any ideas on how i might make them ?

        • Martin – Your mother’s potato cakes sound lovely. To make them you would have to pre-cook the mince. I would heat some oil, add minced garlic and onion, fry them up a little then add some mince. Fully cook the mince. Then add it to the mashed potato mixture for the potato cakes. I’ve never made potato cakes like this, but this is my best guess on how to do it. I hope this helps.

  4. Yum!! I love these!

  5. Have you tried the trick where you peal the spuds then cut them into 1/4’s then boil them just to the point where the sharp edge on the 1/4 begins to go into mush in the water. Drain at that point. The outside will be cooked but their own heat will cook them the rest of the way. It’s at this point that you decide the amount you are going to make into cake. For you don’t mash them you allow them to finish cooking in the 1/4’s as they vapour will dry them out more than if you mash them at that point. Later, when you want them, crush them into that ring having salted and peppered them. To cook wipe a bit of oil on a pan/skillet with a bit of kitchen paper. You don’t want to wet them. But frankly it’s far far easier to throw the switch on the DFF.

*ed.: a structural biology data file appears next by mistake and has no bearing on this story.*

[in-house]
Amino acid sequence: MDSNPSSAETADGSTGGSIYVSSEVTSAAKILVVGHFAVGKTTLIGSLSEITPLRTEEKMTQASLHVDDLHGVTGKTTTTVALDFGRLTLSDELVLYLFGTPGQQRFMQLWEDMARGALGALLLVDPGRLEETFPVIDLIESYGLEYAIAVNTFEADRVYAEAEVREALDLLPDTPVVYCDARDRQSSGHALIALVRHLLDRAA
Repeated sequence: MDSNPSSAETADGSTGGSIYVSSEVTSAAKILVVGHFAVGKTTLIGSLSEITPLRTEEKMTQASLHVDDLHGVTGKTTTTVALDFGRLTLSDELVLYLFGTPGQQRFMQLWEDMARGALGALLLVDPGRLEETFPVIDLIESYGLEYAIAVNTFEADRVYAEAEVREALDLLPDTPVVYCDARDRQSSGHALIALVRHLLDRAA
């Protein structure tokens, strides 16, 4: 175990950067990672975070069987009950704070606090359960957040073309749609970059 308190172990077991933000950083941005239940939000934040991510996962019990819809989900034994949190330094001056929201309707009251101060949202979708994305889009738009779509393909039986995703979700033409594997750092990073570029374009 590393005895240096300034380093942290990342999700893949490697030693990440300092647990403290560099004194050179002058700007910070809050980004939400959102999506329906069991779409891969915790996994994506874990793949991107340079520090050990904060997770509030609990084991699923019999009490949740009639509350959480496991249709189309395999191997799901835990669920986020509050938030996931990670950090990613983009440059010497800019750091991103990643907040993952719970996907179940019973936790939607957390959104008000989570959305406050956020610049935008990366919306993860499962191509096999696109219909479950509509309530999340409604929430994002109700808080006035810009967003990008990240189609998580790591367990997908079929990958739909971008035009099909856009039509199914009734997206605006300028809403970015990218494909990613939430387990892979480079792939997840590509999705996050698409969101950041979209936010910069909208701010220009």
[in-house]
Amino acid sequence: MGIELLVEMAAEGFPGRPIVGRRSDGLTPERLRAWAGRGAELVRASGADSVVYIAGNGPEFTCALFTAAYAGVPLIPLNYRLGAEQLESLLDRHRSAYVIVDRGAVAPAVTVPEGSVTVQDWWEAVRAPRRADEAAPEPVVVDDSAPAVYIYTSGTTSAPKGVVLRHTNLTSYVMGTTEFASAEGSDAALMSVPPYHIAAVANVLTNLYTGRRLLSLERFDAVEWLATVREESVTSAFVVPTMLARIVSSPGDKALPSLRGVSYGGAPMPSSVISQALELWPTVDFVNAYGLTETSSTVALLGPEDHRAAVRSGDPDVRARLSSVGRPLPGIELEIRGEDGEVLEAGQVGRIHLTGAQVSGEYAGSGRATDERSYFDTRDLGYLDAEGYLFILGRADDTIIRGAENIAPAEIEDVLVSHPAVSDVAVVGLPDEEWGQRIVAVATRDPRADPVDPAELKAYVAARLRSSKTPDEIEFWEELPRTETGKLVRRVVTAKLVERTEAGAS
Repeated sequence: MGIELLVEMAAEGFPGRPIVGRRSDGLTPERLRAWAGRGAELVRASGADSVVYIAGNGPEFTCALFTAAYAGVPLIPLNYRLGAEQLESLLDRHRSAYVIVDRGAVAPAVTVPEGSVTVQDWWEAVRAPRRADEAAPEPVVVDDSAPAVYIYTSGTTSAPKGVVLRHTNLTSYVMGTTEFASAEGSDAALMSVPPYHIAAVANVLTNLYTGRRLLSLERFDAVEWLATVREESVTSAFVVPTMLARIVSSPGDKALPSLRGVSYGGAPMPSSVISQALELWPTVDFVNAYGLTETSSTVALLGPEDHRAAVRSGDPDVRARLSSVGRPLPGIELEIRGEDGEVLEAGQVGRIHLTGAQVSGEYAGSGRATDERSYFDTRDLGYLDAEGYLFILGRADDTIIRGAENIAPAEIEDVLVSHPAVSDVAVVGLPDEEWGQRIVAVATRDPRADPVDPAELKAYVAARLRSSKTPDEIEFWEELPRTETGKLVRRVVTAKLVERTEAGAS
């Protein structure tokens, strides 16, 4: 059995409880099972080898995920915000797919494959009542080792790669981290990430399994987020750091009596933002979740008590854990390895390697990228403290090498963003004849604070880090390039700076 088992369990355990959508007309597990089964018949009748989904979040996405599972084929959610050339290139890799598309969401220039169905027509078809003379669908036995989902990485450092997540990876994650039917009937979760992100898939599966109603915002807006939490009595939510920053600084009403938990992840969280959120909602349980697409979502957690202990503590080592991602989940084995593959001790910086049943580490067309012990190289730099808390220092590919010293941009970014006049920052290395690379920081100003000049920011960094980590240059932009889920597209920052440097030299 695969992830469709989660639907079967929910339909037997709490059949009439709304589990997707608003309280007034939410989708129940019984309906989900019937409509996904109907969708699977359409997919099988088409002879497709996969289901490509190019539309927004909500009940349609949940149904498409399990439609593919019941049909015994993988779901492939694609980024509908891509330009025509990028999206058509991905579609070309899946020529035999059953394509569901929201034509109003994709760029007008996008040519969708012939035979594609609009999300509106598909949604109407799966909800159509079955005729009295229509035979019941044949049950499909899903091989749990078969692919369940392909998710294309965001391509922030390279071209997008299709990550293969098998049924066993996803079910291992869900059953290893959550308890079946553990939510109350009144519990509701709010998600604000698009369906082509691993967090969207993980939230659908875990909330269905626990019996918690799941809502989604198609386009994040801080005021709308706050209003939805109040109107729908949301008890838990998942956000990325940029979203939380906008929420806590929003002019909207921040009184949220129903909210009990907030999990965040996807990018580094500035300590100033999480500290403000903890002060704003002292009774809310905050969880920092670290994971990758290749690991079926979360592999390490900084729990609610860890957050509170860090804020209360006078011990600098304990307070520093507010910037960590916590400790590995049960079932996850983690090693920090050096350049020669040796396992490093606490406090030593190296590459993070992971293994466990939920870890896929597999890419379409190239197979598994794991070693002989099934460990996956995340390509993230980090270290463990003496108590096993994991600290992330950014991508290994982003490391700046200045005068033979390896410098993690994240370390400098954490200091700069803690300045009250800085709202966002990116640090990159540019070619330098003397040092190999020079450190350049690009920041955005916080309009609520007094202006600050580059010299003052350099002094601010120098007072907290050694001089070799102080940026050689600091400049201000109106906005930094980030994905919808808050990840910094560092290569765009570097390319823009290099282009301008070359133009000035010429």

• Peel even.

    • Vince – I’ve never tried this tip for cooking potatoes for mash. Sounds like a great way to get good, floury potatoes. My mother cooks her spuds until just before they are done, then drains them and puts a towel under the lid, so the steam will finish cooking them. I’m going to have to try your tip.
      All the best,

  6. can you try adding your recipes to under your name ? will be useful to share it for more people

    • Sure – I’ll take care of that a little later today, once the kids are tucked up in bed and peace returns to the house. Thanks for the recommendation and for letting me know about your wonderful site.